Creative writing is not a conventional primary source for historians of eastern Africa. However, examining marginalised actors’ histories can be invaluable in filling the gaps left by traditional archives.
In an International Women’s Day episode of the History Workshop podcast, Christopher Kissane speaks to the Irish poet Doireann ní Ghríofa about writing women’s lives and history in her book, “A Ghost in the Throat”.
On the 750th anniversary of its rebuilding, Fay Bound Alberti calls for engagement with the politics of commemoration at Westminster Abbey and makes the case that more women authors, playwrights and poets must be included at Poets’ Corner.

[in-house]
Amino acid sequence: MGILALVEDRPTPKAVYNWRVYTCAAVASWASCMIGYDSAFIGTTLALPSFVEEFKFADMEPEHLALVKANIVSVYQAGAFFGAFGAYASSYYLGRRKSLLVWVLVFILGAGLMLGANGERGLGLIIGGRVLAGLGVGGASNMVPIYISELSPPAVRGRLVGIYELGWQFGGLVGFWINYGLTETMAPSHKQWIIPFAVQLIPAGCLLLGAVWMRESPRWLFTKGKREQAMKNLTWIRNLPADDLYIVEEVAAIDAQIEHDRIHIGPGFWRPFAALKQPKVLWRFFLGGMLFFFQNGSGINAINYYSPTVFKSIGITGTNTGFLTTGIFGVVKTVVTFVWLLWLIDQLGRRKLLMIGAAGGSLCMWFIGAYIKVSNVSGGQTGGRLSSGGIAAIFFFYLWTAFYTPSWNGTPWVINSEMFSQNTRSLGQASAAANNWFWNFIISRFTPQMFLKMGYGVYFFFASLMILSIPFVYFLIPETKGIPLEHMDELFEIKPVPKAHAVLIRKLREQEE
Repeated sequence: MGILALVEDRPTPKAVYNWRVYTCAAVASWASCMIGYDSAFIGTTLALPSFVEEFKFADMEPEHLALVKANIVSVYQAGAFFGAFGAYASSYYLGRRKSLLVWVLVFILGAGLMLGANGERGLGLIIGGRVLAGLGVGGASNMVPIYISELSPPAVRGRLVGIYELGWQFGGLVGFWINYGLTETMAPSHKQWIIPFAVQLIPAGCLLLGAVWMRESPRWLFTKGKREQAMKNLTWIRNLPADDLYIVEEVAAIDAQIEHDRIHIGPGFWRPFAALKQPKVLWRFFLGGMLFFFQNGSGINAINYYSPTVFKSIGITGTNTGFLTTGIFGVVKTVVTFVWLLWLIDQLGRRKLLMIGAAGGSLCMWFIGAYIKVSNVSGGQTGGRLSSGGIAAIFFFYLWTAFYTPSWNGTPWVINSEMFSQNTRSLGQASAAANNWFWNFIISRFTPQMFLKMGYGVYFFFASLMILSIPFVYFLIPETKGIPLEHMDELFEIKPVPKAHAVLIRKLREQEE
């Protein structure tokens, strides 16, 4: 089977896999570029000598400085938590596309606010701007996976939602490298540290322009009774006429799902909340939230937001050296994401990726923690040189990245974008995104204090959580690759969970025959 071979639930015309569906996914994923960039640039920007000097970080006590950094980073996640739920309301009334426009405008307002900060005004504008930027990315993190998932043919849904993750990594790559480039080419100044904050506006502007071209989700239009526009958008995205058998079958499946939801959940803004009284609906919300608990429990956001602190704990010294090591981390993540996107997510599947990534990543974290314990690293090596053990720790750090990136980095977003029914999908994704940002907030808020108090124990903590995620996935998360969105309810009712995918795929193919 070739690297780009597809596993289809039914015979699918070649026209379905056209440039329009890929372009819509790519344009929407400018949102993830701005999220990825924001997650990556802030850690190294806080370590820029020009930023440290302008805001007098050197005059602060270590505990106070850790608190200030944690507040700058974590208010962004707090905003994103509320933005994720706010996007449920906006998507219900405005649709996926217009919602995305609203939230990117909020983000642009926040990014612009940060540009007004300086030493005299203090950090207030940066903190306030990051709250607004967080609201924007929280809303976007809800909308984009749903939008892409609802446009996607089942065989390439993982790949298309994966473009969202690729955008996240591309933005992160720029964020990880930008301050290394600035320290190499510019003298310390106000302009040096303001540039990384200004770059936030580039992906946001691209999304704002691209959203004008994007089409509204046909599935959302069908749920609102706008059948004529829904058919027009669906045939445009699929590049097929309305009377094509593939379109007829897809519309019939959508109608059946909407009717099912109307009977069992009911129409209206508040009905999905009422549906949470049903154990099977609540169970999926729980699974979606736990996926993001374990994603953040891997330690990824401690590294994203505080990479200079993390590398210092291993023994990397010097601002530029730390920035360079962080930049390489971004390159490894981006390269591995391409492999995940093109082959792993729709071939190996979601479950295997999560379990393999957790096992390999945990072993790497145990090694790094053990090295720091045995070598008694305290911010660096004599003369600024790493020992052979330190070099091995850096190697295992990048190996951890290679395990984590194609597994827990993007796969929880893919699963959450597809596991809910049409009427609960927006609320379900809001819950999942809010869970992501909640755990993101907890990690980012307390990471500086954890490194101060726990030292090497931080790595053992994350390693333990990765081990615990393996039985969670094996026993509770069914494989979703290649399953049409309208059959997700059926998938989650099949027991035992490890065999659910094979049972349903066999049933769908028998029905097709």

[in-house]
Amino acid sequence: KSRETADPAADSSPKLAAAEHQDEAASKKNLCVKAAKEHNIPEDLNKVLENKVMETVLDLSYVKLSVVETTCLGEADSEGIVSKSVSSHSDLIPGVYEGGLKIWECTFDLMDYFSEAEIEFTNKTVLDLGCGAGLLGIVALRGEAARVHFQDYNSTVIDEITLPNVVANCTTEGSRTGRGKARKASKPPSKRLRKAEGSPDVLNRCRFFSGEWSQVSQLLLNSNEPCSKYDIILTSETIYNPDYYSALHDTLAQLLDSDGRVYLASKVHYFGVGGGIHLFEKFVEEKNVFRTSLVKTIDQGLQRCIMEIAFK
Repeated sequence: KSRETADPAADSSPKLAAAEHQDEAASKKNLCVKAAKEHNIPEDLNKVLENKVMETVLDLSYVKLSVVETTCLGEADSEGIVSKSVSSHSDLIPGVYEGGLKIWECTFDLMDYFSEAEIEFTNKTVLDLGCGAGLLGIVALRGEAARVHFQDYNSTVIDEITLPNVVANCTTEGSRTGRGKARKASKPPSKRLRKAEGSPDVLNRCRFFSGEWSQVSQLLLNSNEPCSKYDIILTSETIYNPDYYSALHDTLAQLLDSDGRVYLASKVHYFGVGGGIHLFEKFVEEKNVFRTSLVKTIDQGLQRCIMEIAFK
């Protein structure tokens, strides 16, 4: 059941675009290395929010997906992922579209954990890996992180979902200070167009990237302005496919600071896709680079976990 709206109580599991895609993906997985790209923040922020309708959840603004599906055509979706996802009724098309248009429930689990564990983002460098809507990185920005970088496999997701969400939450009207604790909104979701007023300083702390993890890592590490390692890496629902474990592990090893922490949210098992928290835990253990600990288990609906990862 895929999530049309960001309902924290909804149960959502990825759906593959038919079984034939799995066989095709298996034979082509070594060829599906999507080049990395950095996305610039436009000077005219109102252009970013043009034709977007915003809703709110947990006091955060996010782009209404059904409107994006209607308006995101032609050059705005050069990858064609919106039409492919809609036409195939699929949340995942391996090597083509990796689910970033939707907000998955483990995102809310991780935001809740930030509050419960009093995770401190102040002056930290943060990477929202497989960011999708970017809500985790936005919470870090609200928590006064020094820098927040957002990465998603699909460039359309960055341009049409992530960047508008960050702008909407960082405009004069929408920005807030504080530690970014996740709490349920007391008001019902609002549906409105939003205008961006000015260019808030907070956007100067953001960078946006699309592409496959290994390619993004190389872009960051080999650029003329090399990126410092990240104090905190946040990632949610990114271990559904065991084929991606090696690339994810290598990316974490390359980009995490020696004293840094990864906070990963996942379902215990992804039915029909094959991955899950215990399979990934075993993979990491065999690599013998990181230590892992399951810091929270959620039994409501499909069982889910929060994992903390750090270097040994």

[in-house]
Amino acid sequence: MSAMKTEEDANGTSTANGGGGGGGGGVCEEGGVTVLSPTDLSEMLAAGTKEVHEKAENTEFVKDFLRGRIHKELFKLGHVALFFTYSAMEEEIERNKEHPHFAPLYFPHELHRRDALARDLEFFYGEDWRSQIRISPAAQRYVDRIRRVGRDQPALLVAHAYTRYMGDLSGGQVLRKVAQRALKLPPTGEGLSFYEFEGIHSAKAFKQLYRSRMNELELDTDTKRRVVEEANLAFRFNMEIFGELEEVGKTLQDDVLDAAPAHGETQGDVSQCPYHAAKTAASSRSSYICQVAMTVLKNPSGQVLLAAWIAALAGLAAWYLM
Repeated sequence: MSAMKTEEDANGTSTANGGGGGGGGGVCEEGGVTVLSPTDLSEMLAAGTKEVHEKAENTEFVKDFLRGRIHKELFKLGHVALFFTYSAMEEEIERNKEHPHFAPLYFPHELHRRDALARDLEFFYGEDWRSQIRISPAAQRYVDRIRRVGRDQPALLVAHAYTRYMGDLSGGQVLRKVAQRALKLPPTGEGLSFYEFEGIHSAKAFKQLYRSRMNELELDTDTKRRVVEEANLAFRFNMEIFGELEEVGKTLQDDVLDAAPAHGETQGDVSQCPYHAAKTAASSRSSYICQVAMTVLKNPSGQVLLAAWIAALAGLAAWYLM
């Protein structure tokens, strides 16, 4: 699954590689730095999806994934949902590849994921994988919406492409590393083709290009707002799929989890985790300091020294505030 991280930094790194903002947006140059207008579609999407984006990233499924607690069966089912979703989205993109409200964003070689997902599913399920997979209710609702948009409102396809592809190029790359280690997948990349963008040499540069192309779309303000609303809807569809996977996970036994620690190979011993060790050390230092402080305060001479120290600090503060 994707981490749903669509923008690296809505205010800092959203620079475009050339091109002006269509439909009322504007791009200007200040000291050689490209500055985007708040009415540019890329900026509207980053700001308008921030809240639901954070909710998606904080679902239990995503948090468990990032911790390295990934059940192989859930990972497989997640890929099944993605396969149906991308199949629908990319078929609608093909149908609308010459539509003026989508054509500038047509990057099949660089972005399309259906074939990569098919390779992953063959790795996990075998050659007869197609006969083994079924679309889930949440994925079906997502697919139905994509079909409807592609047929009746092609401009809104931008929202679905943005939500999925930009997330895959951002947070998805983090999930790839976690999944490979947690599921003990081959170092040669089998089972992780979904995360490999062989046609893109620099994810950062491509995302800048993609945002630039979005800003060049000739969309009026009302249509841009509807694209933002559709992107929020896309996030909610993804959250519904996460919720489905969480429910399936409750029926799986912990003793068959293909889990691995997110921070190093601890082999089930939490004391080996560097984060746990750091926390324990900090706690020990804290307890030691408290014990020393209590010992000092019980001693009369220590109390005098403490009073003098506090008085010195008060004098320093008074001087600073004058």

In ‘Fallen Women,’ an exhibition held at the Foundling Museum, curators attempted, rather ambitiously, to explore this depiction of fallen women in period art.
How did this prodigious journalist, Guggenheim fellow, and “the most promising literary talent of the Harlem Renaissance” just disappear, along with his literary masterpiece?
A review of the British Library exhibition ‘Writing Britain: Wastelands to Wonderlands’, which runs until 25th September 2012